Ex-Im Bank's charter directs that we provide financing to support U.S. exports in those markets where the private sector is unwilling or unable to go. We offer loans and loan guarantees to foreign buyers and export credit insurance and working capital loans for U.S. exporters. We do not compete with private lenders. We find opportunities, take risks and try to draw the private sector in, although our mandate also specifies that we must have a reasonable assurance of repayment. We also step up in times of crisis -- as we did during the 1997-98 global financial crisis, and as we did this past fall in supporting the airline industry in the wake of the September 11 attacks. In so doing, we not only foster stability but economic growth in emerging markets as well as in the United States.

Export credit agencies (ECAs) such as Ex-Im Bank play a critical role in filling the financing gaps to emerging markets. ECAs provided approximately one-fifth of the total long-term credits -- of more than one year -- that went to emerging markets in 2000, with most of the funds going to the private sector. In 2000, the ECAs of OECD member nations provided a total of $58 billion in long-term export credits.

Reducing the likelihood of crises brought on by sharp declines in investment flows and keeping trade flowing and growing are central to Ex-Im Bank's mission. They are also key components of the Bush Administration's efforts to re-ignite global economic growth. As the President said last year: Our goal is to ignite a new era of global economic growth through a world trading system that is dramatically more open and more free.

That is why the Administration has sought Trade Promotion Authority, which will help us pursue and complete the best trade agreements for our nation's workers, ranchers, farmers, families, and consumers. This includes the global trade negotiations launched last November in Doha. We know that the 14-fold increase in trade during the last 50 years has meant better lives for literally hundreds of millions of people. We know that similar gains can lie ahead. A World Bank study estimated that completely abolishing trade barriers and coordinating efforts to promote trade and reforms in developing countries could increase global income by $2.8 trillion and lift 320 million people out of poverty by 2015.

Especially important for our hemisphere is the Administration's strong advocacy for the creation of a Free Trade Area of the Americas, which could bring gains of $53 billion a year for the United States and at least as much for the countries of Latin America. All 34 democratic leaders of the hemisphere are supportive of free trade, and there is hope to move the timetable for the Free Trade Area of the Americas up to 2005. In addition, the Administration was pleased that discussions were initiated in September among Costa Rica, El Salvador, Guatemala, Honduras and Nicaragua to establish a free trade agreement with the United States. NAFTA has been a tremendous boon to North America, as U.S.-Mexican trade has doubled since 1993, bringing benefits to both countries.

Last year, Ex-Im Bank authorized $9.2 billion in loans, guarantees, and export credit insurance, supporting $12.5 billion of U.S. exports. We are pleased that the President's budget will allow us to support up to 10 percent more in exports next year.

One-third of last year's total was for Latin America and the Caribbean- a region that is key to the Texas economy. Latin America was the first region that we did business in during the 1930s, and it has consistently ranked as our top market. Ex-Im Bank has supported a wide variety of transactions of all sizes in the region. These have ranged from the sale of jets to LAN Chile and the Panamanian airline COPA to technical services to Petroquimica Colombiana, hospital equipment for an Evangelical Lutheran hospital in Sao Paulo and equipment for a wastewater treatment plant in the Dominican Republic.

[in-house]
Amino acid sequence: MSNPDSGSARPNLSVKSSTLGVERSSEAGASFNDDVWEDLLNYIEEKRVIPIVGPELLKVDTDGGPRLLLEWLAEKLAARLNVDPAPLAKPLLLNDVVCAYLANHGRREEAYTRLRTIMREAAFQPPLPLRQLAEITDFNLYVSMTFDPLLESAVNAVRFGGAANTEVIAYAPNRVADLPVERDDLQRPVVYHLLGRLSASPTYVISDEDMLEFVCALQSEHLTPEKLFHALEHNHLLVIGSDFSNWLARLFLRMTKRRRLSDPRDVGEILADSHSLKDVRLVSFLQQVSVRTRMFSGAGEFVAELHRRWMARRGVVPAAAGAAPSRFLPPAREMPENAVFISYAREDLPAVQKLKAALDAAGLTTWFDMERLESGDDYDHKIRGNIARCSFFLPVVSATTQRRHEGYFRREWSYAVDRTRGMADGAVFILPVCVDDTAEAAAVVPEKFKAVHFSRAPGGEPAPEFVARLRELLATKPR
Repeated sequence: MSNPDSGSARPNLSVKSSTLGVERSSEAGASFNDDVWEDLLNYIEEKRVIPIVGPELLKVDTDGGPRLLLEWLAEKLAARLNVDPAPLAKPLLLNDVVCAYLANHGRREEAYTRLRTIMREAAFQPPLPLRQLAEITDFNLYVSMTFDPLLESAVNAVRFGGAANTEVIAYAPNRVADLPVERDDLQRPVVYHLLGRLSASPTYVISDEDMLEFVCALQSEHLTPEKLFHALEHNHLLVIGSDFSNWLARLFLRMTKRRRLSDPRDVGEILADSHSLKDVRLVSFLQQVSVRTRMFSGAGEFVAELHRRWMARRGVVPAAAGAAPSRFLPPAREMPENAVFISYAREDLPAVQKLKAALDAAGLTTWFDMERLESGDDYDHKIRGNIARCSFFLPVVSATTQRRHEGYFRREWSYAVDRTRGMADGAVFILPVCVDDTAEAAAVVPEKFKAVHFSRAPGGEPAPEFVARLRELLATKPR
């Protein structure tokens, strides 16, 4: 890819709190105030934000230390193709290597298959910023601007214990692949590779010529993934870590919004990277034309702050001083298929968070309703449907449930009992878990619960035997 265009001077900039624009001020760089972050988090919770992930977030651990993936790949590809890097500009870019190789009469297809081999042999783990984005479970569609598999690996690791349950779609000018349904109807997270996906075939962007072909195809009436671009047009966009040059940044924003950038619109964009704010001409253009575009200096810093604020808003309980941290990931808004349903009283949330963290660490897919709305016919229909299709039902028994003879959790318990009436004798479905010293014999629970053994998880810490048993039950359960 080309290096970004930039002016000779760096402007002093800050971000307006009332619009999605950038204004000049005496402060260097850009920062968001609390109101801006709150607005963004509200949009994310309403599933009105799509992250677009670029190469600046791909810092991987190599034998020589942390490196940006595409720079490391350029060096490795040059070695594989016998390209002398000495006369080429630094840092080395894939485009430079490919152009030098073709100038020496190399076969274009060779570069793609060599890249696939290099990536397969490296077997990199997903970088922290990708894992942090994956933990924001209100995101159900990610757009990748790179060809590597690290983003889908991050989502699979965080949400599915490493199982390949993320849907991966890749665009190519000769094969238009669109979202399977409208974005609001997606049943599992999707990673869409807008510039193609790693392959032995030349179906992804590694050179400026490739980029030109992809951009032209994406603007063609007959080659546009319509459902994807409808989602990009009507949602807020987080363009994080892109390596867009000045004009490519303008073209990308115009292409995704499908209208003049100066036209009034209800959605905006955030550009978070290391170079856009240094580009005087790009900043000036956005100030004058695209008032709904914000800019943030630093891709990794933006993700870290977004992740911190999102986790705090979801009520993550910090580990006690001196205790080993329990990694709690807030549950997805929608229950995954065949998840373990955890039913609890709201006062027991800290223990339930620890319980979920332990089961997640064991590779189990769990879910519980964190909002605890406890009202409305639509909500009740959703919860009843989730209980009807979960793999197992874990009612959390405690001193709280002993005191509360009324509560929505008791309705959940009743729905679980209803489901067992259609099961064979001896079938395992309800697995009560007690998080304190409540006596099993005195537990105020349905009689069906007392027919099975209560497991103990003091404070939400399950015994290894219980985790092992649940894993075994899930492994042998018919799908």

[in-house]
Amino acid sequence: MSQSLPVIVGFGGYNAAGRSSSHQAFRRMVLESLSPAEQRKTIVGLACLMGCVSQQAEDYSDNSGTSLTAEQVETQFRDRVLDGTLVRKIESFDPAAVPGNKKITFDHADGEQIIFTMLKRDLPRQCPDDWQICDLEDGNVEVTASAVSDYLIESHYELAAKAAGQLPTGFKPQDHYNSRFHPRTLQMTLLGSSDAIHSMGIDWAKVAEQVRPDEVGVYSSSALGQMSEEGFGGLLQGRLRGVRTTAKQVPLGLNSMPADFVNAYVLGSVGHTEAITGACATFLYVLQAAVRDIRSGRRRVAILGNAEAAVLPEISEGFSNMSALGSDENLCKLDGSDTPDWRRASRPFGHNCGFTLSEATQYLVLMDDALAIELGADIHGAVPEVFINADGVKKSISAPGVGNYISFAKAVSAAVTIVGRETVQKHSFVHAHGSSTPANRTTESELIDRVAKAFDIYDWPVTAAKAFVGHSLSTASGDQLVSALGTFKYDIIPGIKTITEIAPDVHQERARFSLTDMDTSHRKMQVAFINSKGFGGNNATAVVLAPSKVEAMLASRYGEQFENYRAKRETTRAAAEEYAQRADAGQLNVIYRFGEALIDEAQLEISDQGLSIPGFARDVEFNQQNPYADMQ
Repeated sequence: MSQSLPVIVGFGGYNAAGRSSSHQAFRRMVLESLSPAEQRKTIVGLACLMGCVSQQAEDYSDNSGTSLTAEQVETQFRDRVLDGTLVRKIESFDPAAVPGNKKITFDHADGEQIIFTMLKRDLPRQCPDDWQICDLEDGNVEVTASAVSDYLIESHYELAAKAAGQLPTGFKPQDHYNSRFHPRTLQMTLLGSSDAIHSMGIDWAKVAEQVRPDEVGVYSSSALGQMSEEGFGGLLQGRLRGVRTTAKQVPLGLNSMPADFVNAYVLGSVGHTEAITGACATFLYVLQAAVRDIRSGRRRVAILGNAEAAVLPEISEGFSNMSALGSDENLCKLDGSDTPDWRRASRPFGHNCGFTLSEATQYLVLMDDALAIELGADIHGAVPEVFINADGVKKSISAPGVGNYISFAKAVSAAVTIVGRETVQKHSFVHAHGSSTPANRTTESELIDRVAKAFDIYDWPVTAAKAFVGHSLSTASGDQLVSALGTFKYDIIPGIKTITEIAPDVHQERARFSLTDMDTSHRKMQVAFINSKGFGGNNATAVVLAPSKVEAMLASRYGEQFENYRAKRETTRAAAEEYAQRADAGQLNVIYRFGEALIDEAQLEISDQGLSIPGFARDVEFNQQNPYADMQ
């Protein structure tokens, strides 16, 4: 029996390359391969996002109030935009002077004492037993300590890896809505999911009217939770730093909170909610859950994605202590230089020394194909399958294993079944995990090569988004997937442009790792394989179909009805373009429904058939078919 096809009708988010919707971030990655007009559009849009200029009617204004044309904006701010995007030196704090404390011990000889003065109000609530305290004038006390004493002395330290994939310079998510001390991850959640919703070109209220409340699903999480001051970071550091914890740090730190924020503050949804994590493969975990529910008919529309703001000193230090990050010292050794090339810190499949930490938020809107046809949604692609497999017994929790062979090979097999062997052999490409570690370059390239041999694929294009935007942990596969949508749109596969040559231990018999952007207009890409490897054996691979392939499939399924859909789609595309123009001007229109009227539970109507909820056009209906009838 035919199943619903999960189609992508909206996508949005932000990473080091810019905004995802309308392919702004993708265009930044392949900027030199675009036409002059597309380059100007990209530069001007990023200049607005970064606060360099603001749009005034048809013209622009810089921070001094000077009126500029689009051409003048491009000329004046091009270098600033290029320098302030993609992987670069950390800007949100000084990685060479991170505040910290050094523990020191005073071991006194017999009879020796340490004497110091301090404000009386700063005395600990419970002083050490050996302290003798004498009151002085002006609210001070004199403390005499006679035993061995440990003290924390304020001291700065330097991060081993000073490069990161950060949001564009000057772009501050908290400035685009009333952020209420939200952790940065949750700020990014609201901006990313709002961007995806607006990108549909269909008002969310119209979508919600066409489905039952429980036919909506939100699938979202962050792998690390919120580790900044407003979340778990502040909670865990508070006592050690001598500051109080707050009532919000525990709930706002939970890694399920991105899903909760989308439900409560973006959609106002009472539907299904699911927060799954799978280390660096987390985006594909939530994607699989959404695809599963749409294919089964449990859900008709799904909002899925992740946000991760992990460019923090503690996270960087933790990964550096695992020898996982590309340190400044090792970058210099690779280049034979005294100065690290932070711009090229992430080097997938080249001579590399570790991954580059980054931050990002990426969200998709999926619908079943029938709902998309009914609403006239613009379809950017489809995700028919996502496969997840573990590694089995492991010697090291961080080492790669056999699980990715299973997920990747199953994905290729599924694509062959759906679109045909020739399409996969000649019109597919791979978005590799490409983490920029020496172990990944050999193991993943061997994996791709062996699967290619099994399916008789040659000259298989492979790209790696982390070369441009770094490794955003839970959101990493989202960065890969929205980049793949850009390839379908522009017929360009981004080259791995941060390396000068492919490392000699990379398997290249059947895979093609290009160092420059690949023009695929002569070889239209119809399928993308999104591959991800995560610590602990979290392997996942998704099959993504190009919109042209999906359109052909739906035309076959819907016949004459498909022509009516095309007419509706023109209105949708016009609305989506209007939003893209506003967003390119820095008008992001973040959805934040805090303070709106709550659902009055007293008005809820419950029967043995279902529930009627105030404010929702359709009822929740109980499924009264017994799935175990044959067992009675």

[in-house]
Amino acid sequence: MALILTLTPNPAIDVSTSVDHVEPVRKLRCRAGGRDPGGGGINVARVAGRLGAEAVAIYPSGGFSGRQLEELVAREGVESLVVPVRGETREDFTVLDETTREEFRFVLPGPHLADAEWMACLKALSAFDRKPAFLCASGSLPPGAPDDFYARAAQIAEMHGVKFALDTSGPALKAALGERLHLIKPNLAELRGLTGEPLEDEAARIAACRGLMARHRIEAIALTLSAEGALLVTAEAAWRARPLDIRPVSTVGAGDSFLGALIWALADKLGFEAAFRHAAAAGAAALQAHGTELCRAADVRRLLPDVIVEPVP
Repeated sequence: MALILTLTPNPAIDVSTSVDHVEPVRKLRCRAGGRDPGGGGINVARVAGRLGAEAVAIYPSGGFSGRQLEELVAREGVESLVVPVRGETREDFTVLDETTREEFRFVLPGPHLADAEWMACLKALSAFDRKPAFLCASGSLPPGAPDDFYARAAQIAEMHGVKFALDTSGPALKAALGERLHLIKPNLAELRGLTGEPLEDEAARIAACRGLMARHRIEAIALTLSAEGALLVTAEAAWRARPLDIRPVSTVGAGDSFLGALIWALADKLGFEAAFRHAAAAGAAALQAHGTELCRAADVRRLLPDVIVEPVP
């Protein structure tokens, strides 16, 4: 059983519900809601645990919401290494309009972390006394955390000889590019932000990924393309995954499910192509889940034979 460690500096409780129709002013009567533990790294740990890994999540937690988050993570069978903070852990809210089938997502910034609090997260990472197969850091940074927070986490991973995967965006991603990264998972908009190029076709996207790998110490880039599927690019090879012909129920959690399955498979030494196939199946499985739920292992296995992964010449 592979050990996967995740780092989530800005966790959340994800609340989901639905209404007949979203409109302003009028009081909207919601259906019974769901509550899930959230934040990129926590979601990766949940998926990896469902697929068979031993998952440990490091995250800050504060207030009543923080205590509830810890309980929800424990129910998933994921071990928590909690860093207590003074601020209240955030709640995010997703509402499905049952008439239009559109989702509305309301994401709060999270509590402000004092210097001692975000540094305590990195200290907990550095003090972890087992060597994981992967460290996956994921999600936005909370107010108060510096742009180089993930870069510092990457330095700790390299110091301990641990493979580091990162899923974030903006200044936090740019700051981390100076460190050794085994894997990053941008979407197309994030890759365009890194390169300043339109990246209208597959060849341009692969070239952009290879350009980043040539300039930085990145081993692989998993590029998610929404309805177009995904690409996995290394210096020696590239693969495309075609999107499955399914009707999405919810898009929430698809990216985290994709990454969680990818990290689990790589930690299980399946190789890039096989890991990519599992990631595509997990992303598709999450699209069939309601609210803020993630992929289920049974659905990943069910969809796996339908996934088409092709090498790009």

Just a few months ago, more than 30 Texas companies were involved in an Ex-Im Bank-backed transaction that involved more than half a billion dollars in oil and gas field equipment and services for projects in Mexico and Algeria. A $300 million Ex-Im Bank long-term guarantee supported exports by Kellogg Brown & Root Inc., of Houston, and a variety of sub-suppliers to PEMEX for the Cantarell Oil Field project in the Bay of Campeche offshore Mexico.

In fact, Ex-Im Bank has been particularly active in Texas. Last year, we supported nearly $1 billion of exports from the state. Here in Houston, we have helped 320 companies export their products or services during the last five years. These have ranged from big companies such as Halliburton, Bechtel, and General Electric to smaller companies such as Technology Ventures, which received an Ex-Im Bank working capital guarantee to help it export mobile drilling rigs to Russia, or IWL Telecommunications, which is building a telecommunications system to support the Chad-Cameroon crude oil pipeline being built in west Africa. Numerous kinds of products and companies in this city's dynamic economy has benefited from our programs. For example, Metacom USA last year used a medium-term guarantee to export ultrasound equipment to hospitals in Romania. And just last month, we approved a working capital guarantee for Jerryco Machine & Boiler Works, also of Houston, to sell industrial furnaces to the Dominican Republic. In fact, we hope to soon have a City, State Partnership agreement with the Greater Houston Partnership which would help facilitate more Ex-Im Bank activity in Houston.

At Ex-Im Bank, we are committed to supporting good deals such as these that benefit people and businesses in the United States and throughout the world. We know that in today's global business environment, the smart business and the successful business is one that can successfully tap into markets foreign and domestic. The world is not going to become any less interconnected, so it pays to understand these connections and profit from them. At Ex-Im Bank, we understand that, and we are here to help American businesses reap the benefits of globalization and to support the jobs that depend on exports to different markets around the world.

Thank you. And now, if time permits, I-d be happy to try to answer a few questions.